At last we are on Sunday, in many communities a day to celebrate and that is perhaps why today I want to present you a project created from an Arduino board that you will surely like, nothing less than a LED cube manufactured from 8 x 8 x 8 Blue LEDs that, although it has little less than the functionality of recreating different styles and dynamism of lights, it is also true that all of us who like to recreate this type of project are something that we cannot resist.
To have a clear example of what you can do with this LED cube I leave you a video located just below these lines where, with just a few days of work, surely you can get a smile and even see some other face of impression to see what it is capable of and even the amount of designs and graphics that you can get to "draw".
As you can see, this is quite a project «affordable" as long as do you know some electronicsIf not, you don't have to worry either, since building an LED cube is not too difficult since, at the end of the day, all you have to do is your program where you turn on the LEDs as if it were a matrix and go playing with the outputs so that the LEDs turn on and off.
Learn to mount and control an LED cube with your Raspberry Pi
Many are the users who acquire a Raspberry Pi only to use it as a multimedia center and even as an emulator to continue playing their favorite games, those in which, as young people, they have invested an enormous amount of hours. In HWLibre we try, in addition to showing you and understanding the operation of a controller like this, to show you that has much more capacity that only serve, precisely, as a multimedia center or emulator for video games.
Today we will go a step further and I will try to show you something as different as well as striking as it can be build an LED cube that you will be able to control completely independently, something very simple with which to leave all the people to whom we show the project speechless, being able to turn the cube on and off completely or show the most fun sequences of lights.
At this point I'm sure that you will control the hardware that your Raspberry Pi has fairly well, if this is so, surely you will know about the problems you can have when manufacturing a larger LED cube in terms of 3 x 3 x 3 dimensions. I say this since it is very easy to get turn an LED on and off by connecting it to a GPIO pin, the problem is when, for example, in a 3 x 3 x 3 cube we already have 27 LEDs and the Raspberry Pi only has 17 GPIO pins, imagine if we increase these dimensions.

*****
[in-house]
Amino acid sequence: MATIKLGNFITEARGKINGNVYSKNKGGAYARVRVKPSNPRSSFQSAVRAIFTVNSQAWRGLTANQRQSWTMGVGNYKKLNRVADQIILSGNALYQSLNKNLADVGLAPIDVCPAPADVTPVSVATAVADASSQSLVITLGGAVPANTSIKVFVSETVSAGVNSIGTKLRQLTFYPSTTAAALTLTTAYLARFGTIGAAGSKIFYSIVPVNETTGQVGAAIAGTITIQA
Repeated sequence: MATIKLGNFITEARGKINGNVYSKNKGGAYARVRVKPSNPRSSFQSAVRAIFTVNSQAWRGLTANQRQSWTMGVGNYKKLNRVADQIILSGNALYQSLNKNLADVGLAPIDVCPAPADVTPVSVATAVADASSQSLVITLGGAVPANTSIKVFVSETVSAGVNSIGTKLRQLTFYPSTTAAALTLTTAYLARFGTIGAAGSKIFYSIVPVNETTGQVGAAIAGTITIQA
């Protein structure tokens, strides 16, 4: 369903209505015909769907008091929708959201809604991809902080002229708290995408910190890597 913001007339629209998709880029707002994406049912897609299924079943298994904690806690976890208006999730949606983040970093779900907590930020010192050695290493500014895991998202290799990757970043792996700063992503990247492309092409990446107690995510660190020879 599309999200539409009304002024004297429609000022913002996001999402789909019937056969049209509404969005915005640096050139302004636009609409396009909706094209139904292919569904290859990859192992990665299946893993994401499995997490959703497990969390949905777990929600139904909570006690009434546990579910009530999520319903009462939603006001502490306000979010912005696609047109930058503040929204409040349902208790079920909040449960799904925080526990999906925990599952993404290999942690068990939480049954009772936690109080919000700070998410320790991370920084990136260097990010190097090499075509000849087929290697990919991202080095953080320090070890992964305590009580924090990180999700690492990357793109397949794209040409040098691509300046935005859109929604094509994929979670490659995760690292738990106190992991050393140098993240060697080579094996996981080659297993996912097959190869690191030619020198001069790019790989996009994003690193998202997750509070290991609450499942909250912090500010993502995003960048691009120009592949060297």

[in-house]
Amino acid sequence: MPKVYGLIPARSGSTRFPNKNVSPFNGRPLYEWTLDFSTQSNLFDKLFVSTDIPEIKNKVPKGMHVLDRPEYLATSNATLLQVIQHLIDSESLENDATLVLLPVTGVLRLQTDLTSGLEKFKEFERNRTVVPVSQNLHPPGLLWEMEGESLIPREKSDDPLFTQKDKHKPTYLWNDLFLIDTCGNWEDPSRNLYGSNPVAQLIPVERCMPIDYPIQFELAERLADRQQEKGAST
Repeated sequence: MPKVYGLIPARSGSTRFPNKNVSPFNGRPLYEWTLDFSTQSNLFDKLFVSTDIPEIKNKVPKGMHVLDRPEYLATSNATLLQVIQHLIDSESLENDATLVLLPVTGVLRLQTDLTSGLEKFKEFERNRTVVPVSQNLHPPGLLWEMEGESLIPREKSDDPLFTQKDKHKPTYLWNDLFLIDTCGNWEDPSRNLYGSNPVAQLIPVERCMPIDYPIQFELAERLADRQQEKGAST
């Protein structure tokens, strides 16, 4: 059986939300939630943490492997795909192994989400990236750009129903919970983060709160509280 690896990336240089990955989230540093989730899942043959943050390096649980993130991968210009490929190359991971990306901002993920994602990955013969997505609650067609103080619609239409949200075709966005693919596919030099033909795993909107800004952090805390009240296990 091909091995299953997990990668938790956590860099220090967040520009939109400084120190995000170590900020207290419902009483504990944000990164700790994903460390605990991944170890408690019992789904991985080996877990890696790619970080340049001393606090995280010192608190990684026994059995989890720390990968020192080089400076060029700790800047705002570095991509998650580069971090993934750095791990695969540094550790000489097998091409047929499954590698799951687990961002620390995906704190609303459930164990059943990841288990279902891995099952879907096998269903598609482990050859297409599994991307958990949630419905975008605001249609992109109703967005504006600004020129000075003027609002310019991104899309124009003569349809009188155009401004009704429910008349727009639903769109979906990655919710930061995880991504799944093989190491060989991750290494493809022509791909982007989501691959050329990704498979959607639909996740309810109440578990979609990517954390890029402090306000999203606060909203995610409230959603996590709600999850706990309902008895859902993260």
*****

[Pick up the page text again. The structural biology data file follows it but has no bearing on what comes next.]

The solution to this problem is found in the software that we must develop and in the way in which we have to connect the LEDs between them to optimize the use of the GPIO pins of our Raspberry Pi as much as possible. Going into a little more detail, the first thing we have to do is identify, in each of the LEDs that we are going to use the positive and negative endsThis is very simple since normally the anode or positive end is the pin that is a little longer while, therefore, the cathode or negative end is the shortest pin.
Once we have this controlled, we have to weld the cathodes in such a way that we can get the matrix of the size we want. An idea to work faster and without mistakes is to go level by level, that is, first we build a square of the size we want, with three LEDs, four, five ... to later repeat this action as many times as we want, once we have all the LED squares built we just have to stack them. Thanks to these solutions we will be able to identify each led with a three-dimensional coordinate.
Of course, the theory is very simple, at least to explain when you fairly understand what to do or have directly already done this work on some occasion. It may seem much more complex to achieve develop to code necessary for all this to work as they appear in so many videos that are published on pages such as YouTube.
To make all of this even much easier for you, I leave you a link where you can see in detail and step by step how to create your 4 x 4 x 4 LED cube. Dare we double the same and go up to 8 x 8 x 8?